By Gillian Burdett
Traditional Thanksgiving dinner dishes aren’t always the healthiest. Fiber-rich, nutrition-loaded sweet potatoes become a dietary disaster once the cook adds lumps of butter, brown sugar and marshmallows. It’s fine to splurge a little over the holidays. The season is wrapped up in traditions of which food plays a big part. However, Thanksgiving comes between bowls of Halloween candy and platters of Christmas cookies. Re-thinking Thanksgiving dinner with an eye towards health can help you head towards New Year’s Day with more energy and less holiday weight gain. We reached out to Glastonbury Chef David deMercado for some help with making Thanksgiving dinner a little healthier.
Chef David deMercado
Dinner as You Please
Glastonbury, CT 06033
Chef David, a member of The American Personal Chef Association, trained under Shirkshire Restaurant Executive Chef John Wiskoski in Bennington, Vermont. He draws on New England’s bounty for his culinary inspiration using fresh Atlantic seafood, vegetables and herbs grown in his own garden and fruits and berries picked from local orchards. Dinner as You Please is Chef David’s personal chef and catering service. He specializes in creating personalized meals for his clients taking into consideration lifestyles and dietary needs. Chef David offered us three recipes that will make a healthy addition to any Thanksgiving dinner. Perhaps one, or all three, will become a tradition at your holiday table.
Thanksgiving Sweet Potato and Apple Gratin
*Note For tart apples, Gala or Granny Smith work well.
Chef’s Notes: Having grown up in Southern Vermont, the fall harvest of apples, potatoes, and root vegetables meant the ingredients for hearty sides and wonderful pies would (hopefully) be available through the winter. This healthy gratin is made more flavorful and distinct by the addition of a tart apple like a Granny Smith or Gala. By volume, fresh bread crumbs have fewer carb calories than dried crumbs and have much better flavor. Maple syrup (go Vermont!) is one of the healthiest and freshest tasting sweeteners available and not a marshmallow in sight.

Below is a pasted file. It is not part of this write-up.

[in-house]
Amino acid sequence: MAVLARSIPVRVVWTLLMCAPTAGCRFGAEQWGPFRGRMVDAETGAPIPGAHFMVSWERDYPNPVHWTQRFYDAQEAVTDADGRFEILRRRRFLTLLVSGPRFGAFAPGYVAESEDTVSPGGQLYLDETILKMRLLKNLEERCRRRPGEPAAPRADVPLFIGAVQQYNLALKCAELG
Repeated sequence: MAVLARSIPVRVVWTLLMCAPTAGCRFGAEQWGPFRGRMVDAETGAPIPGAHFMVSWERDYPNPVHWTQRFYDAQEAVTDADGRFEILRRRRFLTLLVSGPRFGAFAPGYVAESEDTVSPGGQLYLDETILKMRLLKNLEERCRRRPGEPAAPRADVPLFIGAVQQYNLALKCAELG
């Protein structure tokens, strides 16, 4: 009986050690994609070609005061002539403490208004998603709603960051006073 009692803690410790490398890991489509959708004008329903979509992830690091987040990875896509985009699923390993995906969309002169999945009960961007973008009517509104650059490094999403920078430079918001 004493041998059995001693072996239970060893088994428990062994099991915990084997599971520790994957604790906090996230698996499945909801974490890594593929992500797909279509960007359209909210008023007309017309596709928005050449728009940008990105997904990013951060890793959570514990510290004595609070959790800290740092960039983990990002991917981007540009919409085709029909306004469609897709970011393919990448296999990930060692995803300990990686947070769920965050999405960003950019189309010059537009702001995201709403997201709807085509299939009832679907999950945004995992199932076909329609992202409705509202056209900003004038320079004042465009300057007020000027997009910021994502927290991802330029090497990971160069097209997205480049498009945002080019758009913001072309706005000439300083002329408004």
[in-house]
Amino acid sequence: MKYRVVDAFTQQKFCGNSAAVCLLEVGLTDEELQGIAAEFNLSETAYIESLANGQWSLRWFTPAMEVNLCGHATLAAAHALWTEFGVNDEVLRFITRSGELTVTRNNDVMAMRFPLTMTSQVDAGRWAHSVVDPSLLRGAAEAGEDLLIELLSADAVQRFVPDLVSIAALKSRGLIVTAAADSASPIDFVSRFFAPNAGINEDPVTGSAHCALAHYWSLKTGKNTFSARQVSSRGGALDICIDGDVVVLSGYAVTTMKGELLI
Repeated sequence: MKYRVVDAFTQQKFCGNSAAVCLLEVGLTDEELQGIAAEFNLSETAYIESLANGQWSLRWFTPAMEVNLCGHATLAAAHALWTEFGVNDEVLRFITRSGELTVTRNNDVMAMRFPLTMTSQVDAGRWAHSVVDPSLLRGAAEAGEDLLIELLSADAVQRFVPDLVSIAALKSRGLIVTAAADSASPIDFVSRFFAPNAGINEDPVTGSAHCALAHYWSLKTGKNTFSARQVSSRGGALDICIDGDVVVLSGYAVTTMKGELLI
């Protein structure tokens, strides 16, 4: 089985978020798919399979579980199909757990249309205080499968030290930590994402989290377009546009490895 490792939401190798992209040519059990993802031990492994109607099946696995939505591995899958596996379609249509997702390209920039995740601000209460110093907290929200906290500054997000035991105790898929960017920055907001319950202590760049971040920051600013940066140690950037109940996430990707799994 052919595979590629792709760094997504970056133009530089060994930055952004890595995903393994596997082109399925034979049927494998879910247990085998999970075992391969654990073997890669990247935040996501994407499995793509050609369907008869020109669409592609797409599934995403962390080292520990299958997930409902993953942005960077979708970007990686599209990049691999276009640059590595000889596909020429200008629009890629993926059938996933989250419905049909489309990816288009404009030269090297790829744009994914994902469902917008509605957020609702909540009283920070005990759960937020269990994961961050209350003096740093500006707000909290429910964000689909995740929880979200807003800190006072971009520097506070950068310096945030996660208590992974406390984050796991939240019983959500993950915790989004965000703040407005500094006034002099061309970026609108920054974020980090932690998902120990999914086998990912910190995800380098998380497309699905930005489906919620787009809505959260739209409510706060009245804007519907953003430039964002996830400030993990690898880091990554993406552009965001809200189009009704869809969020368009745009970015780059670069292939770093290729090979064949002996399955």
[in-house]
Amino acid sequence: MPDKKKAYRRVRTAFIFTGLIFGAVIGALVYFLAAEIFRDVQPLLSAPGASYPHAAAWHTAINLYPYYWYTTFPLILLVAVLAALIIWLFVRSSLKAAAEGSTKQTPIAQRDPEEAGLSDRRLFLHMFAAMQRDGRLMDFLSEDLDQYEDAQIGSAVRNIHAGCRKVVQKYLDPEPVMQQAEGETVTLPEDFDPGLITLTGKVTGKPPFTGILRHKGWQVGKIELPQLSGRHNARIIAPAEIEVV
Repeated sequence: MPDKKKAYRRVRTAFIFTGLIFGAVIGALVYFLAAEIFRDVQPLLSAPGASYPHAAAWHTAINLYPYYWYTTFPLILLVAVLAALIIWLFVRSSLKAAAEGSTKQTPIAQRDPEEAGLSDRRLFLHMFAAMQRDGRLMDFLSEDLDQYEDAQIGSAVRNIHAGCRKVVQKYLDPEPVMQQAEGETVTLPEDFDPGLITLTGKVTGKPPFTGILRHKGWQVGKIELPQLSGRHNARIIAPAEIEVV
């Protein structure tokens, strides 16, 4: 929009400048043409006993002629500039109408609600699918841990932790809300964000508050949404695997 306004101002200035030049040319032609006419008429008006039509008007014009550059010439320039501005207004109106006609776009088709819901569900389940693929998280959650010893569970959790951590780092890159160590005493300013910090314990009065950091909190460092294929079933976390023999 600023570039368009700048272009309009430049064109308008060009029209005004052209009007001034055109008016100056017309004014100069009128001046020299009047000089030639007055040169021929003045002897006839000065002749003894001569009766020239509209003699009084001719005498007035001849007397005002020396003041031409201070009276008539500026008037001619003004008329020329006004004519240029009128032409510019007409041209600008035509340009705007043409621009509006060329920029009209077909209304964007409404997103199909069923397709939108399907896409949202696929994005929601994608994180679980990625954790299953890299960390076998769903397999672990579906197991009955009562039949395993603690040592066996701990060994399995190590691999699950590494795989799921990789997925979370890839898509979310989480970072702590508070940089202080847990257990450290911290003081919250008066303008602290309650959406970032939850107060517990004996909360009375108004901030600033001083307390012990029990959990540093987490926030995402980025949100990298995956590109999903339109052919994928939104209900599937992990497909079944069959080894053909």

Thanksgiving Roasted Carrots, Parsnips, Purple Top Turnips & Onions
Chef’s Notes: I have been serving a version of this very dish to my family and friends for at least 20 years. Healthy olive oil and the flavor magic that caramelization can bring to a seemingly humble late-harvest vegetable melange needs to be tasted to be appreciated.
Thanksgiving Pom-Cran Relish
Chef’s Notes: Fresh New England cranberries, anti-oxidant rich pomegranate seeds and phytonutrient rich walnuts combine with another top-ranked healthy sweetener, honey, and fresh orange pieces to create a chunky, palate refreshing sweettart condiment. The recipe as designed allows you to tailor the sweettart ratio at the end.
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